Saturday, September 5, 2009

In the Loop

Regardless of our nationality, we have good reasons to appreciate In the Loop. In fact, with all the serious political films we're used to see, it's refreshing to see one that pokes fun at those who represent us. Besides, despite its few flaws in the script, In the Loop's humour is never vulgar and is sure going to entertain you.

During an interview on radio, Simon Foster (Tom Hollander), Great Britain's Minister for International Development, accidentally states that a war in the Middle East is "unforeseeable". Now that he regrets it Simon tries everything he can to avoid supporting an eventual war in the Middle East despite the pressure from Malcolm Tucker (Peter Capaldi), the Prime Minister's "enforcer". Therefore, what should Simon do while he's diplomatically visiting the USA?

Obviously, as a comedy, In the Loop brings quite a fresh air. With a limited use of music and a rather simple editing, director Armando Iannuci manages to take us as hostages and insert us in this strange world of politics. Of course, although we shouldn't take things too seriously in this film, we just can't help ourselves when we see how the character of Simon Foster embodies the image of many Canadian politicians (who are extremely afraid to say in public their true beliefs) even though he's a British. In Simon's case, since the war in Iraq hasn't started, he doesn't want to either publicly show support for it or be opposed to it.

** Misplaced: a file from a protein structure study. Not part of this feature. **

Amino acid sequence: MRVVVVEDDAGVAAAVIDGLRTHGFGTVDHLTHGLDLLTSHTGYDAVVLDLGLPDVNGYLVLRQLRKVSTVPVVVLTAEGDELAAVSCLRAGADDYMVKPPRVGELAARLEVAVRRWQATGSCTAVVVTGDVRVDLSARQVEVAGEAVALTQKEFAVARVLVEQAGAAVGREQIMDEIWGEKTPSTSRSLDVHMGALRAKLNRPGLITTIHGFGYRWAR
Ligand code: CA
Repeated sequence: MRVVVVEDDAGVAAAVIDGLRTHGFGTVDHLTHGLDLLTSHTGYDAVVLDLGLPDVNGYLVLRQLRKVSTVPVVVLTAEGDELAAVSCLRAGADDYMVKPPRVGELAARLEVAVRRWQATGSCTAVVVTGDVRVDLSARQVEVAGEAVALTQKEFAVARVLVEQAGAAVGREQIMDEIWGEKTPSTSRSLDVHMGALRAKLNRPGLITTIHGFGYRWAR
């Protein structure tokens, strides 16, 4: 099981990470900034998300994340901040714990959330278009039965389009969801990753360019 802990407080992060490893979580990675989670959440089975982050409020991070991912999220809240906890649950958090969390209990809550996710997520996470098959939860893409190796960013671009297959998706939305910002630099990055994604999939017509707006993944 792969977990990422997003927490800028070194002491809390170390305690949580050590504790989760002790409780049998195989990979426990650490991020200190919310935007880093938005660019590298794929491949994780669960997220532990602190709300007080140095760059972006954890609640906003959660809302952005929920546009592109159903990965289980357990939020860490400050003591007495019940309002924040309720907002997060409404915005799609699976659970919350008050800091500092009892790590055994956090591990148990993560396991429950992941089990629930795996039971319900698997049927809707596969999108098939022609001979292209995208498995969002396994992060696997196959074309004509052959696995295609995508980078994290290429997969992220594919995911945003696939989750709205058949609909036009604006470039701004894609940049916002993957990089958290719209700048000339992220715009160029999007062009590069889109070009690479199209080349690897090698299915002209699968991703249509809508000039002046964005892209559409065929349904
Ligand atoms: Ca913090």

Obviously, without being too vulgar, In the Loop provides us with some good material to laugh at political correctness and other bad habits from politicians. Moreover, while we know that the characters are not played in a very serious way, we can see that the cast did its job with enthusiasm. No wonder Tom Hollander, as Simon Foster, looks so much like a politician. Besides, although the script evidently uses a known historical event (we all know that the war is coming), the script is not too predictable in that it puts Simon in front of a funny dilemma: blindly vote in favour of the war or follow his principles (if he has any).

However, despite its qualities, In the Loop gives you the feeling that it's longer than it actually has to be. In fact, while many scenes try to spice things up, we certainly didn't need to see how some supporting characters are giving a headache to Simon. For instance, I could have lived without the scenes concerning the leaking of some official documents.

Rating: 3.5/5

Origin:UK (2009)
Length:106 minutes
Jesse Armstrong, Simon Blackwell, Armando Iannucci, Ian Martin and Tony Roche
Director:Armando Iannucci
Starring:Tom Hollander, Peter Capaldi, Gina McKee, James Gandolfini, Chris Addison and Anna Chlumsky

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